The Biden administration announced last week that it has launched a system that will allow individuals pardoned for federal cannabis possession convictions in 2022 to obtain written documentation of their pardons. In a statement released March 3, the Justice Department wrote that a new request is available to request written documentation of the pardon, which President Joseph Biden issued collectively on October 6, 2022. Advocates have praised the announcement as a step forward. For cannabis policy reform, including Democratic Rep. Earl Blumenauer of Oregon, founder and co-chair of the Congressional Cannabis Caucus.
“This is another small but critical step as the Biden administration adjusts to new cannabis realities and takes another step in the right direction,” Blumenauer said. he said in a statement Friday.
While campaigning for office ahead of the 2020 election, Biden pledged to end incarceration for federal cannabis possession convictions. The president made good on the promise late last year, announcing he was issuing an executive order pardoning all convictions for simple marijuana possession prosecuted under federal or Washington, D.C. municipal law. In a statement, the president said the move will help address the collateral damage of a federal drug conviction.
“As I have often said during my campaign for president, no one should be in jail simply for using or possessing marijuana,” Biden said. he said in a statement From the White House on Oct. 6, 2022. “Sending people to prison for possession of marijuana has upended many lives and imprisoned them for behavior that many states no longer prohibit. Criminal records for marijuana possession have also imposed undue barriers to employment, housing, and education opportunities. While using White, black and brown people marijuana at similar rates, black and brown people have been arrested, prosecuted and convicted at disproportionate rates.”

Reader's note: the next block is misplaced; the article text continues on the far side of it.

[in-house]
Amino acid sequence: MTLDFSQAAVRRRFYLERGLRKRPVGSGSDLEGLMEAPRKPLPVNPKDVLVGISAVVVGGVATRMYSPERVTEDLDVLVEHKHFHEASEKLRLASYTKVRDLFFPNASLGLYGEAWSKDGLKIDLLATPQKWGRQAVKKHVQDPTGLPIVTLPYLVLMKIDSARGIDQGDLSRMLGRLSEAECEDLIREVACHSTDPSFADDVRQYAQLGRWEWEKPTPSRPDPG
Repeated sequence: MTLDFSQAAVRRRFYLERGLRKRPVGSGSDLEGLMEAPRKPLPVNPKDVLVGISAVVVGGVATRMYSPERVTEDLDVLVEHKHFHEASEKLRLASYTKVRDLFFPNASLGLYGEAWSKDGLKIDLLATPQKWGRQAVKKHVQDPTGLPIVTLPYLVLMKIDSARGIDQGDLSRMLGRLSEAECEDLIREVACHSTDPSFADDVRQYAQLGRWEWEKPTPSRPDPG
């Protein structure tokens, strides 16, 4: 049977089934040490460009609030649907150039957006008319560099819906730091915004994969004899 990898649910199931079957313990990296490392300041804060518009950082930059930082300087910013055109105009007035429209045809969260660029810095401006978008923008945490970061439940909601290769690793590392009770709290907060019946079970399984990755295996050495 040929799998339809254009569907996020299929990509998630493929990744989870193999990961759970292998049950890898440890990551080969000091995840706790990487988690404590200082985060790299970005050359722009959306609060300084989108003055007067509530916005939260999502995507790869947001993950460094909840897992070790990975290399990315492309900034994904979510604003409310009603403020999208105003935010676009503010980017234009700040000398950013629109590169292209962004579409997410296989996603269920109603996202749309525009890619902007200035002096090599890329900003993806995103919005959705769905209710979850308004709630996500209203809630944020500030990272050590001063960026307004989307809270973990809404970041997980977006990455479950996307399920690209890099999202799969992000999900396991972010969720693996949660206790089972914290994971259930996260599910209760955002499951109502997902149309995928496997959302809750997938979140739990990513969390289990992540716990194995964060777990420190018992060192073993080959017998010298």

when is announce In October’s federal pardons, Biden called on governors to take similar action at the state level. The president also directed the Department of Health and Human Services and the Department of Justice to review the continued classification of marijuana as a Schedule 1 substance under the federal Controlled Substances Act. According to the statute, the Schedule 1 designation is supposed to be reserved for drugs that have no medical value and a significant tendency to abuse.
The application is available online
the new Application form To document a federal cannabis pardon, information about the eligible offense and demographic data about the applicant is required. The application can be completed online, or a hard copy can be mailed to the Department of Justice, which has “committed to reviewing applications carefully and expeditiously and issuing certification to those pardoned under the proclamation.”
“Those Pardoned October 6, 2022, Eligible for a Certificate of Pardon,” Department of Justice wrote in a statement on March 3. According to the announcement, to be eligible for certification, the applicant must have been charged with or convicted of simply possession of marijuana in either federal or D.C. Superior Court, and the applicant must be legal within the United States at the time the crime was committed. Likewise, The individual must be a US citizen or lawful permanent resident on October 6, 2022.”
Natalie Papillion, COO of the Cannabis Justice Group Another prisoner projectHe said the new amnesty documentation process will ease the federal cannabis conviction burden. But she also noted that completing the application is not required to be granted a pardon under the President’s Executive Order.
“We are really encouraged to learn that the Department of Justice has officially launched the federal cannabis pardon certification process. Obtaining physical evidence of their pardons will undoubtedly help pardon recipients as they navigate a world unnecessarily hostile to cannabis offenders in Their criminal records.” Having said that, it would be irresponsible not to clear up a major misunderstanding about these pardons. President Biden’s marijuana pardons were self-effecting, meaning eligible individuals received them on October 6, 2022 — the date President Biden made the announcement. The recently launched application process is intended to help pardon recipients obtain physical proof of pardon, which can be useful when recipients are applying for jobs, housing, educational opportunities, etc.
Between 6,000 and 20,000 Americans will be able to apply for written evidence of a pardon for their federal conviction, according to information from the U.S. Sentencing Commission and Pardon Lawyers Office cited by the National Organization for the Reform of Marijuana Laws (NORML). Biden’s pardon marks the first time a US president has used the power of the executive branch to provide legal relief to the cannabis community, according to a statement from the cannabis policy reform group.